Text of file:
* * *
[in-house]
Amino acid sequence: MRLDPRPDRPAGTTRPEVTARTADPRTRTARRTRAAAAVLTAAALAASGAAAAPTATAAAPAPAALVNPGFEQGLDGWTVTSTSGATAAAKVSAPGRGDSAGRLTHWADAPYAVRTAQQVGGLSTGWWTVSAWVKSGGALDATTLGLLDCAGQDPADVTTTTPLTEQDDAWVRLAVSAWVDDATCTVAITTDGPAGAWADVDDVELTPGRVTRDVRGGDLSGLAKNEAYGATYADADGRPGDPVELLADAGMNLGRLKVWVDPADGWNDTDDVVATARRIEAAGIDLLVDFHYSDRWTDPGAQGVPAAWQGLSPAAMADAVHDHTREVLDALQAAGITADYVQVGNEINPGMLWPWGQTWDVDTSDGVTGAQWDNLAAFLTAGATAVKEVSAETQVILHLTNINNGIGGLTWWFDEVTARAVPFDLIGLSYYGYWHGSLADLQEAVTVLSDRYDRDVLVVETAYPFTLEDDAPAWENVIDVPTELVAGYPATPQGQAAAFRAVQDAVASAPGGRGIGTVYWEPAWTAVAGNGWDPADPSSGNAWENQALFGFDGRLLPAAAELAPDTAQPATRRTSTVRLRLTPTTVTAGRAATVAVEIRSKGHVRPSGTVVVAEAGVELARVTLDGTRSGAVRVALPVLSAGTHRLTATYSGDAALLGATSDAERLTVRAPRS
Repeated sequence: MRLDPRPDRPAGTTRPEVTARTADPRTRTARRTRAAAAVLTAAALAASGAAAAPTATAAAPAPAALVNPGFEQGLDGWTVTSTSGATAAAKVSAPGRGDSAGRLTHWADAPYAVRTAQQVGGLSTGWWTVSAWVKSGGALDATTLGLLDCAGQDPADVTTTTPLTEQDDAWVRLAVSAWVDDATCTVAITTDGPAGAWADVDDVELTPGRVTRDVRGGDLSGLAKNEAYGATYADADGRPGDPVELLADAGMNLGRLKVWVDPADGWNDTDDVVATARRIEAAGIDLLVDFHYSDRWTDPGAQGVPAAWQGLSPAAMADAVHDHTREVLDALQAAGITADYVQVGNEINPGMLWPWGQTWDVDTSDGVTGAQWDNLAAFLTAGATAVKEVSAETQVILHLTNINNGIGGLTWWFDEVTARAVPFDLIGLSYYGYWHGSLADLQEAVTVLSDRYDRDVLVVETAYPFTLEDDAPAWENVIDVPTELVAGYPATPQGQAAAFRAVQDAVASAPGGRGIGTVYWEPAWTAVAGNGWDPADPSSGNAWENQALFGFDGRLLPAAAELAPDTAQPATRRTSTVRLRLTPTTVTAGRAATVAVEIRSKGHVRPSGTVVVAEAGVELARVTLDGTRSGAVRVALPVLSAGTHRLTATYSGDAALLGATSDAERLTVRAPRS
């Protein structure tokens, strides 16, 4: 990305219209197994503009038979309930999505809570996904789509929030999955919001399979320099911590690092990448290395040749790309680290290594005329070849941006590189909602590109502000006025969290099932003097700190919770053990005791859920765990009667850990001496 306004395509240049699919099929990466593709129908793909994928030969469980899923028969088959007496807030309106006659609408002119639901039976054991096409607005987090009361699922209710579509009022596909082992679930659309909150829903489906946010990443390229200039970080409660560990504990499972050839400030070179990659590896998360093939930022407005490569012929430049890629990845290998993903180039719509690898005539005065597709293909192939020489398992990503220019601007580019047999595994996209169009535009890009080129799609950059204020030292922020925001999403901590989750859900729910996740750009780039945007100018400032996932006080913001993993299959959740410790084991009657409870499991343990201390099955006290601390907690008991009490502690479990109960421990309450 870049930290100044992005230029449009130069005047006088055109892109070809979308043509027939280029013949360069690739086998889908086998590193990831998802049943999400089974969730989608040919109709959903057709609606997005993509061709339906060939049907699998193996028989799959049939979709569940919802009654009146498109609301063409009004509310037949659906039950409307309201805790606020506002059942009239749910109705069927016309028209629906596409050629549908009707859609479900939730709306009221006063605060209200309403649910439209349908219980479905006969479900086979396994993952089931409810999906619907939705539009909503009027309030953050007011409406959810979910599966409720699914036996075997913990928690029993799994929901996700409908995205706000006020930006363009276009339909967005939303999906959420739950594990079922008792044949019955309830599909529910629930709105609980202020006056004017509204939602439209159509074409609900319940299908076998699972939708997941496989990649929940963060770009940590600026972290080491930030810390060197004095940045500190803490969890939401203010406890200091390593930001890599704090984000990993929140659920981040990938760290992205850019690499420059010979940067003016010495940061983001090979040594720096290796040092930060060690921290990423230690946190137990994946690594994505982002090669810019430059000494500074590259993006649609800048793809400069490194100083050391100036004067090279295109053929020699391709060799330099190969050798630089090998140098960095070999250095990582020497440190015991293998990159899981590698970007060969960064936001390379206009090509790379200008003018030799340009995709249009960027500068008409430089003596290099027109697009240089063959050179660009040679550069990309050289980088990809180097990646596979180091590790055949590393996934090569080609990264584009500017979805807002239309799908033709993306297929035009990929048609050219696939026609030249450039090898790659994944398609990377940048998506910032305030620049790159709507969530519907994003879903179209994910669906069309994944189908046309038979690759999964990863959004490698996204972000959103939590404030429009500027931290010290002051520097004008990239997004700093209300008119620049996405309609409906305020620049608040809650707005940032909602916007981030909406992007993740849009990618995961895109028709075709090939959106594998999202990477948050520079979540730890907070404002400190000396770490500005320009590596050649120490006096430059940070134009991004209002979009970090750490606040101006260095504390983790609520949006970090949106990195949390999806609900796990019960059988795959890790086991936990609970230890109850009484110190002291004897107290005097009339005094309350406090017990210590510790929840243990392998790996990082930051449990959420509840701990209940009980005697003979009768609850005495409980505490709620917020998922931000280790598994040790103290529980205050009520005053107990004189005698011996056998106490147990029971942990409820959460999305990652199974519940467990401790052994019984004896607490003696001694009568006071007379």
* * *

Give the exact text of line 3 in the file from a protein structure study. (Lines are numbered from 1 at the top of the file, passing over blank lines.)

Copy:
Repeated sequence: MRLDPRPDRPAGTTRPEVTARTADPRTRTARRTRAAAAVLTAAALAASGAAAAPTATAAAPAPAALVNPGFEQGLDGWTVTSTSGATAAAKVSAPGRGDSAGRLTHWADAPYAVRTAQQVGGLSTGWWTVSAWVKSGGALDATTLGLLDCAGQDPADVTTTTPLTEQDDAWVRLAVSAWVDDATCTVAITTDGPAGAWADVDDVELTPGRVTRDVRGGDLSGLAKNEAYGATYADADGRPGDPVELLADAGMNLGRLKVWVDPADGWNDTDDVVATARRIEAAGIDLLVDFHYSDRWTDPGAQGVPAAWQGLSPAAMADAVHDHTREVLDALQAAGITADYVQVGNEINPGMLWPWGQTWDVDTSDGVTGAQWDNLAAFLTAGATAVKEVSAETQVILHLTNINNGIGGLTWWFDEVTARAVPFDLIGLSYYGYWHGSLADLQEAVTVLSDRYDRDVLVVETAYPFTLEDDAPAWENVIDVPTELVAGYPATPQGQAAAFRAVQDAVASAPGGRGIGTVYWEPAWTAVAGNGWDPADPSSGNAWENQALFGFDGRLLPAAAELAPDTAQPATRRTSTVRLRLTPTTVTAGRAATVAVEIRSKGHVRPSGTVVVAEAGVELARVTLDGTRSGAVRVALPVLSAGTHRLTATYSGDAALLGATSDAERLTVRAPRS